God placed restrictions on the personal conduct of the great weeping prophet. That should not shock us. It may, however, come as a surprise to some Bible students to learn that the Lord forbid Jeremiah to participate in activities which were common and, in fact, in and of themselves, were not sinful.

     Hear what Jehovah told His prophet: “You shall not take a wife, nor shall you have sons or daughters in this place” (Jeremiah 16:1,2). There is more: “For thus says the Lord: ‘Do not enter the house of mourning, nor go to lament or bemoan them’ . . . Also you shall not go into the house of feasting to sit with them, to eat and drink” (16:5,8). So, Jeremiah was not allowed to get married, have children, go to funerals, or attend (wedding) feasts. Wow.

     Let us remember always that the good Lord cared about Judah, and He cared about Jeremiah as an individual. He wanted what was best for them. God’s peace, lovingkindness, and mercies were available to Jeremiah and His people if they would humble themselves and submit to Him (16:5).

     God knows what is best for humans. In the case of Jeremiah, God’s wisdom said that it was best for the prophet not to engage in certain social relationships and certain social activities. To some, such instructions may seem somewhat fanatical. The context of Jeremiah 16 indicates that the Lord had His reasons for giving Jeremiah such a special message. Why no marriage or children for Jeremiah? God said it was because of the grievous deaths that would come upon the people of Judah (16:3,4). The coming destruction of the nation at the hands of the Babylonians would disrupt family relations and bring about horrible suffering, which would result in many dead not being buried, and many scars would remain in the hearts of the survivors. God wanted to spare Jeremiah such misery. That sounds similar to a situation which Paul described as “the present distress” (1 Corinthians 7:26).

     And what about Jeremiah not being allowed to go to join mourners? God said it was because He had taken His peace, lovingkindness, and mercies from the people of Judah (16:5). As far as staying away from marriage feasts, God said the time was coming that the voice of gladness from the bride and bridegroom no longer would be heard (16:8,9). For Jeremiah not to go to such social functions was like a foretelling that someday such functions would cease . . . again, due to the horrible suffering that would accompany the siege and fall of Jerusalem.

     In God’s sight, marriage is honorable (Hebrews 13:4). Ezekiel, a contemporary prophet of Jeremiah, had a wife (Ezekiel 24:18), but not Jeremiah. The prophets Isaiah (Isaiah 7:3;8:3) and Hosea (Hosea 1:2-4) had kids, but not Jeremiah. There are other Bible cases in which the Lord called on humans to carry out unique actions or maintain uncommon practices. We think of the rich young ruler who was charged to sell all that he possessed (Luke 18:18-23).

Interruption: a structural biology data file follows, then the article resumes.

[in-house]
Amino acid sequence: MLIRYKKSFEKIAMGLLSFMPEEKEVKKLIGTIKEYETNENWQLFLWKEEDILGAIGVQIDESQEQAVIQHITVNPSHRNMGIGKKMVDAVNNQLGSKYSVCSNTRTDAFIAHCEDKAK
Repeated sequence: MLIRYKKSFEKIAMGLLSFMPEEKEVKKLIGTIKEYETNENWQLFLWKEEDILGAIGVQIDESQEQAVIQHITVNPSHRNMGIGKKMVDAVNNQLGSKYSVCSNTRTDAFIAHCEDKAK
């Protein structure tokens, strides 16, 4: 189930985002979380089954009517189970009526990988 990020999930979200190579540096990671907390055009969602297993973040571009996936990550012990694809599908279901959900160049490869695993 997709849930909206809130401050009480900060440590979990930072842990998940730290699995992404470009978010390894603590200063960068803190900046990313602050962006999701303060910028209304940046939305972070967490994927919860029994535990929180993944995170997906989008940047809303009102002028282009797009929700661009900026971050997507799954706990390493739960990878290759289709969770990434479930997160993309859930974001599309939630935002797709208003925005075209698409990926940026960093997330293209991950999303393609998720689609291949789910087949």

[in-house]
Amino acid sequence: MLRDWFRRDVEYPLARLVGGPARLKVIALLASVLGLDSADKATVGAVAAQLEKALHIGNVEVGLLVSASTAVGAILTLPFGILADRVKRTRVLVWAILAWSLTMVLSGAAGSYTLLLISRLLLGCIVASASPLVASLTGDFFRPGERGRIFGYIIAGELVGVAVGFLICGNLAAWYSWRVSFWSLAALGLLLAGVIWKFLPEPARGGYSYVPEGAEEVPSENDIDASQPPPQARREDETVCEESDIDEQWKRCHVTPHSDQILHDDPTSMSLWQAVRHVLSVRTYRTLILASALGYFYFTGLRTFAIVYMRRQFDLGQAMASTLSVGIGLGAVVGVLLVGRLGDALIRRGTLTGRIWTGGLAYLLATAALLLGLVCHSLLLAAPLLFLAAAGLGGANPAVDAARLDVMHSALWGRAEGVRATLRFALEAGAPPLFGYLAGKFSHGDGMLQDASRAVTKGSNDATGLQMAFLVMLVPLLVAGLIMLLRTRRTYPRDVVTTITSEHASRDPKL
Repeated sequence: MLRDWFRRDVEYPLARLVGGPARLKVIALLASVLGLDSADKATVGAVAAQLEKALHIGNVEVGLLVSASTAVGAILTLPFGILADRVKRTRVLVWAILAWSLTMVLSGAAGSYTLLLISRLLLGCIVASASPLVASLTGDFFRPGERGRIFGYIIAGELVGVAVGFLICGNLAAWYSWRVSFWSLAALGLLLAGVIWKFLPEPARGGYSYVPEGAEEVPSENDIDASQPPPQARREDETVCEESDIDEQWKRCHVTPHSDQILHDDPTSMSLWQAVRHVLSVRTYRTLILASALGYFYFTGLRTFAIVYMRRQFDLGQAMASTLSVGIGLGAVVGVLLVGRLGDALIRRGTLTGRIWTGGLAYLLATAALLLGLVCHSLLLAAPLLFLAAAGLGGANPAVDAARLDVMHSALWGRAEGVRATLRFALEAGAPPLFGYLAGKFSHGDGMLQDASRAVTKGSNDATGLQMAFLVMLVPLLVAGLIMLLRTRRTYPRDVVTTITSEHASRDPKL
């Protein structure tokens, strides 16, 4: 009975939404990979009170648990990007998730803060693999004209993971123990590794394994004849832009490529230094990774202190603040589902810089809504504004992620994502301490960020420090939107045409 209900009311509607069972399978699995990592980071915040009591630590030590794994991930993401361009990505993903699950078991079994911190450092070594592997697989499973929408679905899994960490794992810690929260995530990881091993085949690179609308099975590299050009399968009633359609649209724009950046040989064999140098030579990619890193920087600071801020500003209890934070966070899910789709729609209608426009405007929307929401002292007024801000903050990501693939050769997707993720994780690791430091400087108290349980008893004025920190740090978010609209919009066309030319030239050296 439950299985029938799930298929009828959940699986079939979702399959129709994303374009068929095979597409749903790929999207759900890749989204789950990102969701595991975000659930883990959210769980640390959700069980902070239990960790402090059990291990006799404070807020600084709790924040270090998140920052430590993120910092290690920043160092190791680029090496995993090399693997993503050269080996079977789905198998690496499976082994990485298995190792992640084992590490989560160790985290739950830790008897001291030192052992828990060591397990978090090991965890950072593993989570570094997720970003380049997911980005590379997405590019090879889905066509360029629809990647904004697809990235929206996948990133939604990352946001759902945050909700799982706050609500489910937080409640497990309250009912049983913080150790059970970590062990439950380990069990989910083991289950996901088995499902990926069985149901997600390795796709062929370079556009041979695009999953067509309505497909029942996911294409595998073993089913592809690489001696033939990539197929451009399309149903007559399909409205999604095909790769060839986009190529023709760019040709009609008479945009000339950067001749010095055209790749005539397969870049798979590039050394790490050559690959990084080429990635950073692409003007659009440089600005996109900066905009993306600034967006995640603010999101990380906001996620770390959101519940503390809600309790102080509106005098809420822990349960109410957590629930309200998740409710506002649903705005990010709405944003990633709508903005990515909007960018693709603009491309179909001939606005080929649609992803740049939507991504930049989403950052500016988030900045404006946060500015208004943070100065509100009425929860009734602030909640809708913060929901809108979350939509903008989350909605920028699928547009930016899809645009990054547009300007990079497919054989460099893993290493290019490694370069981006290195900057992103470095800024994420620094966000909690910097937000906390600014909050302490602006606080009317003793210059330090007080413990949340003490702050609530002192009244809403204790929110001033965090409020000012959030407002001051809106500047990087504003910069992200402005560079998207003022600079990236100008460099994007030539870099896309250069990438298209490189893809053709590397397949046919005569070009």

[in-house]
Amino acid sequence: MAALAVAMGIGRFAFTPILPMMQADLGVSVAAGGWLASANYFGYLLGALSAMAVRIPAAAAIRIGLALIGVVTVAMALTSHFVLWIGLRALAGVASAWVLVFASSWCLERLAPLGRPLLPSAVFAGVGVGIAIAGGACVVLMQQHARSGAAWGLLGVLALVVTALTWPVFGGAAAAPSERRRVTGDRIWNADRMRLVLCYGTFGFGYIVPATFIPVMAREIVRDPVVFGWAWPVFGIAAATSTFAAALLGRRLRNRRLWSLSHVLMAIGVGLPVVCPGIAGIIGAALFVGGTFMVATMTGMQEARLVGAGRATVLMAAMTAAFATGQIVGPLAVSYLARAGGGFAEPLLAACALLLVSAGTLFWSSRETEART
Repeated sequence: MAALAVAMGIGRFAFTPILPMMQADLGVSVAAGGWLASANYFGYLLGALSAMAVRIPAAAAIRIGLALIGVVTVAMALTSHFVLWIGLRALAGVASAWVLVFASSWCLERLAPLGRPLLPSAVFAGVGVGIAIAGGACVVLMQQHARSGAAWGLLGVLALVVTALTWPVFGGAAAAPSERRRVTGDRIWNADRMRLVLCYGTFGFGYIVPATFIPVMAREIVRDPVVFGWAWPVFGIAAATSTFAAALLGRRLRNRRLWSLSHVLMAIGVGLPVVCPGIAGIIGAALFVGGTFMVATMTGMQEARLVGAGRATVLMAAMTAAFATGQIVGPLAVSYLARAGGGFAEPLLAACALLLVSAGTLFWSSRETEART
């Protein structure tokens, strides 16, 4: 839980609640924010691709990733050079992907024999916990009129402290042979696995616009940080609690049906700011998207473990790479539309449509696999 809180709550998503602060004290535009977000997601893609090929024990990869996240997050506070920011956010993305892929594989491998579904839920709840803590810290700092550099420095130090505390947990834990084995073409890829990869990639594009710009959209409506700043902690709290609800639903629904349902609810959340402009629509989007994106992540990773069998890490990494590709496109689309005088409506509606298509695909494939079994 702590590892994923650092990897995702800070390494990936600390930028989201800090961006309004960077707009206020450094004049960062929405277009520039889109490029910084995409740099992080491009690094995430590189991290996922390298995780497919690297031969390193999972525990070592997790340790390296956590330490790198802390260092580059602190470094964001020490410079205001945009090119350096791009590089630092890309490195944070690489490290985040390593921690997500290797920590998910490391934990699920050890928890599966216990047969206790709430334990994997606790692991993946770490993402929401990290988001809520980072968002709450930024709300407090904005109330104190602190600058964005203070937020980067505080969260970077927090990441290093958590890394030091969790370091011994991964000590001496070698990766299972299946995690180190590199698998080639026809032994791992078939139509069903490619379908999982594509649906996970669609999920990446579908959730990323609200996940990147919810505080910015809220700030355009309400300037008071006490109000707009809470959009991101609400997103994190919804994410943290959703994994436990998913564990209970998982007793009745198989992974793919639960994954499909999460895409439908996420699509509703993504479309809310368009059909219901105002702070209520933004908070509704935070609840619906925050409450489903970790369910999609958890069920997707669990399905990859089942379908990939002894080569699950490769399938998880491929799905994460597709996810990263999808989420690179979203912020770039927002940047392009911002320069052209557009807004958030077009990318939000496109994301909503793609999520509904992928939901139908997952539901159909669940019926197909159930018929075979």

Sometimes it is proposed that a man (a male in the prime of his life) cannot go without the gratitude of sexual pleasures, that is, that it is not possible for a “normal male” to live without having sexual relations. God forbid Jeremiah to marry and forbid him to bear children. Since the only sexual relations which Jehovah approves are those which take place between two persons who are married to one another, then the implication is that Jeremiah, since he was not permitted to be married, also was not allowed to have sexual relations. The Bible portrays the God of heaven as a God of fairness Who does not require anything of humans which they are not capable of carrying out. If God required Jeremiah to live without bed relations, then it was possible for him to control his desires and obey God.

     “But it bothers me that God let one prophet get married, but would not allow another one to enjoy the same privilege.” When a famine occurred in the land of Canaan during the days of Isaac, the Lord forbid the patriarch from traveling to Egypt (Genesis 26:1,2). Later, though, when a famine again struck the area of Canaan, Jehovah allowed Jacob to go to Egypt (Genesis 46:2-6), just as Abram had done on an earlier occasion (Genesis 12:10). Rather than crying, “Not fair!” or questioning God’s justice and mercy, let us be content to leave such matters in His hands and acknowledge that His ways are right in every case – without exception. It is not our place to debate with our Maker and demand that He give us a detailed justification for all that He does or requires; rather, we should acknowledge that He is holy and without unrighteousness (Psalm 92:15).

     As we read Jeremiah 16, God’s restrictions on Jeremiah’s personal behavior certainly catch our attention, yet there is a whole lot more in this section of Scripture that deserves our notice. God saw what was going on in Judah: “For My eyes are on all their ways; they are not hidden from My face . . .” (16:17). What He observed in Judah was not a pleasant sight. God’s people refused to hearken to Him, choosing instead to walk after the imagination of their own evil heart (16:12). As a result, the caring Creator chose to withhold His peace, lovingkindness and mercies from the Judahites (16:5). He did so as a means of disciplining His beloved people.

     On Jeremiah’s part, rather than whine or pout because of God’s restrictions on his life, he burst into praise of the Almighty, saying, “O Lord, my strength and my fortress, My refuge in the day of affliction” (16:19. He sounds like a real man of God.

Roger D. Campbell

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